(b) Error Detected Before Printing.-These errors include parity error on a print line character received from the external user system, a transfer timing error as defined in paragraph (a), buffer overflow (more than the maximum number of characters and/or spaces are received from the external user system), or an internal parity error indicating that a parity error is detected before printing on a character circulating within one of the systems internal delay line buffers.

(c) Error Detected After Printing Commences-This code indicates that a parity error has been detected in one of the internal delay line buffers after the initiation of a printing cycle.

(d) Paper Low.-This code indicates that the paper supply within the printer system is low and requires manual intervention.

(e) Slew Error.

(f) Top-of-Page Echo.-This error occurs if paper is slewed to the top of a page and stops there by any command other than a slew to top of page command.

If either the substatus defined in paragraph (c) or (f) is detected while the printer system is in the Channel/ Printer System Busy state, the execution of a command is immediately terminated, the specific Data Alert status is placed upon the appropriate status lines, and the Terminate signal is set. If either of the substatus com mands in paragraphs (e) or (f) above is detected subsequent to a command termination and prior to receipt of another command, the printer system will revert to the specific Data Alert status mode but no Tenminate signal will be set to the external user system. The next command received will be one of the following.

When the major status network provides a code indicating a Command Reject, the substatus network will provide a code representing one of the following:

(a) Invalid Operating Code.-This code indicates either parity error on the operation code or an illegal operation code.

([1) Slew Error on Last Slew Operation.-lndicates a slew error was detected during the previous slew. When the major status network provides a code indieating Channel/Printer System Busy to the external user system, no additional information is necessary from the substatus network. The signals developed by the major status network and the substatus network are developed through the utilization of internal status signals provided to each of the networks from the various affected portions of the printer system.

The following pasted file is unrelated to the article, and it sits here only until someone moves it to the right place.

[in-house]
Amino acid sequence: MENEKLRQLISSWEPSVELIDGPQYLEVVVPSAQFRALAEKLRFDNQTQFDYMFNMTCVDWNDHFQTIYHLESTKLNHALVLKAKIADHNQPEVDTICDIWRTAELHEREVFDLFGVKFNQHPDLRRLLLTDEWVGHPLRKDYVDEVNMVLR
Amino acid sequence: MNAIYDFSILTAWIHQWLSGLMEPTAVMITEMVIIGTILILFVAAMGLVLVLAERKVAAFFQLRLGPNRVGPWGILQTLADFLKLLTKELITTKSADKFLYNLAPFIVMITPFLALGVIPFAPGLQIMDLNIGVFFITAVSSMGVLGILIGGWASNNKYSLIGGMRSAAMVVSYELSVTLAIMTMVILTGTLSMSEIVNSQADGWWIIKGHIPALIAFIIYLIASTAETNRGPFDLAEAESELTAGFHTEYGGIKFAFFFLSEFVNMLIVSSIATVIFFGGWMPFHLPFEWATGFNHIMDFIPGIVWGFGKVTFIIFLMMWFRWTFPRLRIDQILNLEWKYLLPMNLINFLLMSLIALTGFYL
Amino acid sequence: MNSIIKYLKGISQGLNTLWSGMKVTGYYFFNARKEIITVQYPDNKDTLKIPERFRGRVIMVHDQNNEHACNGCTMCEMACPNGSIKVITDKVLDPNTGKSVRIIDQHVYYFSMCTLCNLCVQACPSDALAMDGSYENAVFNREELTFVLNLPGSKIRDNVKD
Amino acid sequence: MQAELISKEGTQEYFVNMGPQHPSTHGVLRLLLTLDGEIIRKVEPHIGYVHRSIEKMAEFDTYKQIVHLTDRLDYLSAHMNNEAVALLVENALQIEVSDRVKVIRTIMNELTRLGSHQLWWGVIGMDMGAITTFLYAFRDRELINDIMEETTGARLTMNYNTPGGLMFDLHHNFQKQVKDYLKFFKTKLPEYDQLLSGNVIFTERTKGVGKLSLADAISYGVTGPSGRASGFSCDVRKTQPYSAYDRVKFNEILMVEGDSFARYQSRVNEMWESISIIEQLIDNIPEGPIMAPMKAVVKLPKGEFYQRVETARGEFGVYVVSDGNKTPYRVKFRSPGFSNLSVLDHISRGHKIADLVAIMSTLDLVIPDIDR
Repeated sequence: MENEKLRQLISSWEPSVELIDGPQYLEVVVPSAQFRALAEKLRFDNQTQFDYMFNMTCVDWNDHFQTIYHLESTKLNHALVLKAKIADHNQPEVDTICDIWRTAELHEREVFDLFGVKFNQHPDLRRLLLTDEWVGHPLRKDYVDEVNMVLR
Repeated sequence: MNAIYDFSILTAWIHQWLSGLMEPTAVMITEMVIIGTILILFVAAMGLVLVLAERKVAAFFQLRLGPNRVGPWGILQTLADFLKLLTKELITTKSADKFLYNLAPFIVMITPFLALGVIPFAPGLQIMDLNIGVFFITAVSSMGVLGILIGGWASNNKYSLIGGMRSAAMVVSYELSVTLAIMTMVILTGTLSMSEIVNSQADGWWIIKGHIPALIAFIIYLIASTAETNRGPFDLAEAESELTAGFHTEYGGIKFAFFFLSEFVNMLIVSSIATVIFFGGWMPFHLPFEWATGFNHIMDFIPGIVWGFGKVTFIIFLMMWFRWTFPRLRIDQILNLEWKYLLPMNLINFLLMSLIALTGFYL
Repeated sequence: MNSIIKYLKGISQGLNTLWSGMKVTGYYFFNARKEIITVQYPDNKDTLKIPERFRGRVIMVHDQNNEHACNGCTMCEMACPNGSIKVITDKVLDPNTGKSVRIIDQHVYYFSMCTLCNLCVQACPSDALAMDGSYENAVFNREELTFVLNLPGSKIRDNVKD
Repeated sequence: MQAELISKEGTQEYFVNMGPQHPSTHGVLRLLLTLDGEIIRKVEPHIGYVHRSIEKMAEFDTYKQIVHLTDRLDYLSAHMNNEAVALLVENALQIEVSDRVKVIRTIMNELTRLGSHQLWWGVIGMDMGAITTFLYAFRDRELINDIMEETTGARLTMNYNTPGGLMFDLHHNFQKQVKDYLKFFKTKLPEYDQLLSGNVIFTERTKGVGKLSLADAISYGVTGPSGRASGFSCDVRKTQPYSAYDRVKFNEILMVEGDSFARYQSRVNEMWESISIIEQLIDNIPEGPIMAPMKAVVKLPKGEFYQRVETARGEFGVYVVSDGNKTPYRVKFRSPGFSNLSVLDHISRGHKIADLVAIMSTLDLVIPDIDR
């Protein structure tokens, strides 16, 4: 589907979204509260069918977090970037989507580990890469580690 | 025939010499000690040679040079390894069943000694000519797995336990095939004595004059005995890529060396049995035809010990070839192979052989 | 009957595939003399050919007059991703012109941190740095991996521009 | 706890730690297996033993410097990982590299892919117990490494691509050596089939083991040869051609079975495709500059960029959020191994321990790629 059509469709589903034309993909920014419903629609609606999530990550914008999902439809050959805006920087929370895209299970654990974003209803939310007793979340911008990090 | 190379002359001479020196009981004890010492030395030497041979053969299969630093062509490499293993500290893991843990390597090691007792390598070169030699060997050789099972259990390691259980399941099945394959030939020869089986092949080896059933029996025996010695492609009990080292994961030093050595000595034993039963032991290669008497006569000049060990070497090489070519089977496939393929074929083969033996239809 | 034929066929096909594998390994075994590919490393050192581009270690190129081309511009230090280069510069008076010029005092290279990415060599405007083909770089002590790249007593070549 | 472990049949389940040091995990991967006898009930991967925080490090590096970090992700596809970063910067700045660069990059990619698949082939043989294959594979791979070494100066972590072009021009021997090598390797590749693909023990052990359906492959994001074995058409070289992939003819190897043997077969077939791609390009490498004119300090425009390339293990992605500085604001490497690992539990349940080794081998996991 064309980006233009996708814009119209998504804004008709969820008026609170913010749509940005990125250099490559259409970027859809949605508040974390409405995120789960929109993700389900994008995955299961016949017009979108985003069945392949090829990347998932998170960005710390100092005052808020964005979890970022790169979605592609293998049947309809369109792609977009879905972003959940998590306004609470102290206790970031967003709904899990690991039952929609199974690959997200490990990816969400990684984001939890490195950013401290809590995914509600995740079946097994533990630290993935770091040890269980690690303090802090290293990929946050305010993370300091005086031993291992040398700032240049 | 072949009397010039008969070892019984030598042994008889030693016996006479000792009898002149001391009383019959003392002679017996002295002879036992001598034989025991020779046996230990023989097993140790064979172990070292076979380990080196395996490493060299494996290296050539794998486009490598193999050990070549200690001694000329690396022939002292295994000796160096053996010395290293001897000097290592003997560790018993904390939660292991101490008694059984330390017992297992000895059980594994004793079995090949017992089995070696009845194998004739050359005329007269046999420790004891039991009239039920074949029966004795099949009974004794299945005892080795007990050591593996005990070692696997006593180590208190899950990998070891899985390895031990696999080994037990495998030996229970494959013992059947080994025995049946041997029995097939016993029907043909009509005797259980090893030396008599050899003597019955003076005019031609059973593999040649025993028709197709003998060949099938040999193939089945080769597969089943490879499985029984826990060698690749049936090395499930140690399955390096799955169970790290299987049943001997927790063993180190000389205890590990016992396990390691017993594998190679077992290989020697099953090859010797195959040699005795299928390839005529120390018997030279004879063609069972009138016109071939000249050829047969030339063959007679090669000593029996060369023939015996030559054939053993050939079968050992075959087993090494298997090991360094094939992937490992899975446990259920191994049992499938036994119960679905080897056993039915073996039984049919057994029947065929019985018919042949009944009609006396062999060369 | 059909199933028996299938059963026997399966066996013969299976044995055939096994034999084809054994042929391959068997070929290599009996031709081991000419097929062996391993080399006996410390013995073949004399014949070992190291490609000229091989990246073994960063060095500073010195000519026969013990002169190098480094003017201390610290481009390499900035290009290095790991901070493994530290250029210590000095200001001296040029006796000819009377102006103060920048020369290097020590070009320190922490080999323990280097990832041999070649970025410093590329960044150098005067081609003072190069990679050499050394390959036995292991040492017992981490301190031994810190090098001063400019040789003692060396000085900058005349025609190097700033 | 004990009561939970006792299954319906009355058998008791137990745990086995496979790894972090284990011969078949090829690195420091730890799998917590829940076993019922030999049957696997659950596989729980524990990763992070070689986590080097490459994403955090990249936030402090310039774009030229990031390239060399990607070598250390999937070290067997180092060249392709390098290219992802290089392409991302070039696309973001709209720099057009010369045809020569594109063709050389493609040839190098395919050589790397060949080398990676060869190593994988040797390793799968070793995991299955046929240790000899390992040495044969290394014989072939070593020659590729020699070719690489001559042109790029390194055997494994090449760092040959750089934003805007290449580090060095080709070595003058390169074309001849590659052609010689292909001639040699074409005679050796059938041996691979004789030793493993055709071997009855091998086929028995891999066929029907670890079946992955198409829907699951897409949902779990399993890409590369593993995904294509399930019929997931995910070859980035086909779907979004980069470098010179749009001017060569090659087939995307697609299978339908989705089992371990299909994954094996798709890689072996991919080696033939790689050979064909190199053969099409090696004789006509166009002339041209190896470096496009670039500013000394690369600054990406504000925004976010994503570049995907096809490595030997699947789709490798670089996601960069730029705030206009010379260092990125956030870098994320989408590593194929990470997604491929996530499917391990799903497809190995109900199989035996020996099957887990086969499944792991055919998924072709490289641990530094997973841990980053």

The printer control logic section of FIGURE 1 is shown in greater detail in FIGURE 2. It will be noted that in FIGURE 2 the printer control portion of the present printer system receives control data and information from the input/output interface; however, certain signals are provided directly to the printer control logic section from the external user system without first being transmitted through the interface. These control signals are an 1/0 line for receiving a signal from the external user system indicating that an input/output sequence is desired by the user system. An output write clock line REWX is also directly connected to the printer control logic; this line is used as a means for requesting command information and print line data characters from (ill the external user system. An end data transfer line is also provided directly to the printer control logic; this line is used to transmit a signal indicating that the transfer of print line data to the printer system is complete. Upon receipt of this signal, the printer system will stop requesting data characters and will cause the printing cycle to be initiated. The printer control logic section also provides an input write clock RPWX used to clock command information and print line data into the printer system.